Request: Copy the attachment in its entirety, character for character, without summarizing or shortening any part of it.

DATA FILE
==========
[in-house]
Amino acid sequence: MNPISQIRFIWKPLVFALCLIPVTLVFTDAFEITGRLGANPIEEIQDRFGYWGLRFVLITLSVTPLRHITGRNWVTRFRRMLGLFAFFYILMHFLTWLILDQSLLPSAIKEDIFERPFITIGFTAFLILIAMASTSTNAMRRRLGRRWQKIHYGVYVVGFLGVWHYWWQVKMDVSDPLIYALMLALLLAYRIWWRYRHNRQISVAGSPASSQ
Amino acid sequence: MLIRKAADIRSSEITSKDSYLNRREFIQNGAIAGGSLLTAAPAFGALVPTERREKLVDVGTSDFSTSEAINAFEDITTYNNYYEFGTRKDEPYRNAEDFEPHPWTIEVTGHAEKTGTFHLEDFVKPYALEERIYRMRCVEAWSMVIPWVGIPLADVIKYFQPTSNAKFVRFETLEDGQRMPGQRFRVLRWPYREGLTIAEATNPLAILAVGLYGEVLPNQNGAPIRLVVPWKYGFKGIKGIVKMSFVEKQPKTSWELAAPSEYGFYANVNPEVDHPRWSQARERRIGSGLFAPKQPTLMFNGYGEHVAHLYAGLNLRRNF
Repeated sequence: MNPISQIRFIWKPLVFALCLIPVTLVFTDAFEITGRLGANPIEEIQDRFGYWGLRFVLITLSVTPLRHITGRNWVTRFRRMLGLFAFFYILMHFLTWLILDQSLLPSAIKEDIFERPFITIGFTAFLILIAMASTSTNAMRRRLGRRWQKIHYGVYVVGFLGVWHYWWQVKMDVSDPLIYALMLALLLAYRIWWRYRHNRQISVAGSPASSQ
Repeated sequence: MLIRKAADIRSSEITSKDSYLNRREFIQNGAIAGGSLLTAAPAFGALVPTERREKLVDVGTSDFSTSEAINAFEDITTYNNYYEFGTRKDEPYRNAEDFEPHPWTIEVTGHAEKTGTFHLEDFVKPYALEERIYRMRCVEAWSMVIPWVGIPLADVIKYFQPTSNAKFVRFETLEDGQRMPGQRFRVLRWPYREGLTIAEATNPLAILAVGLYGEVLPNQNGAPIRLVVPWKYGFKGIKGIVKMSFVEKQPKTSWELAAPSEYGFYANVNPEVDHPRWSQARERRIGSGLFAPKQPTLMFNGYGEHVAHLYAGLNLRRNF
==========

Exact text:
[in-house]
Amino acid sequence: MNPISQIRFIWKPLVFALCLIPVTLVFTDAFEITGRLGANPIEEIQDRFGYWGLRFVLITLSVTPLRHITGRNWVTRFRRMLGLFAFFYILMHFLTWLILDQSLLPSAIKEDIFERPFITIGFTAFLILIAMASTSTNAMRRRLGRRWQKIHYGVYVVGFLGVWHYWWQVKMDVSDPLIYALMLALLLAYRIWWRYRHNRQISVAGSPASSQ
Amino acid sequence: MLIRKAADIRSSEITSKDSYLNRREFIQNGAIAGGSLLTAAPAFGALVPTERREKLVDVGTSDFSTSEAINAFEDITTYNNYYEFGTRKDEPYRNAEDFEPHPWTIEVTGHAEKTGTFHLEDFVKPYALEERIYRMRCVEAWSMVIPWVGIPLADVIKYFQPTSNAKFVRFETLEDGQRMPGQRFRVLRWPYREGLTIAEATNPLAILAVGLYGEVLPNQNGAPIRLVVPWKYGFKGIKGIVKMSFVEKQPKTSWELAAPSEYGFYANVNPEVDHPRWSQARERRIGSGLFAPKQPTLMFNGYGEHVAHLYAGLNLRRNF
Repeated sequence: MNPISQIRFIWKPLVFALCLIPVTLVFTDAFEITGRLGANPIEEIQDRFGYWGLRFVLITLSVTPLRHITGRNWVTRFRRMLGLFAFFYILMHFLTWLILDQSLLPSAIKEDIFERPFITIGFTAFLILIAMASTSTNAMRRRLGRRWQKIHYGVYVVGFLGVWHYWWQVKMDVSDPLIYALMLALLLAYRIWWRYRHNRQISVAGSPASSQ
Repeated sequence: MLIRKAADIRSSEITSKDSYLNRREFIQNGAIAGGSLLTAAPAFGALVPTERREKLVDVGTSDFSTSEAINAFEDITTYNNYYEFGTRKDEPYRNAEDFEPHPWTIEVTGHAEKTGTFHLEDFVKPYALEERIYRMRCVEAWSMVIPWVGIPLADVIKYFQPTSNAKFVRFETLEDGQRMPGQRFRVLRWPYREGLTIAEATNPLAILAVGLYGEVLPNQNGAPIRLVVPWKYGFKGIKGIVKMSFVEKQPKTSWELAAPSEYGFYANVNPEVDHPRWSQARERRIGSGLFAPKQPTLMFNGYGEHVAHLYAGLNLRRNF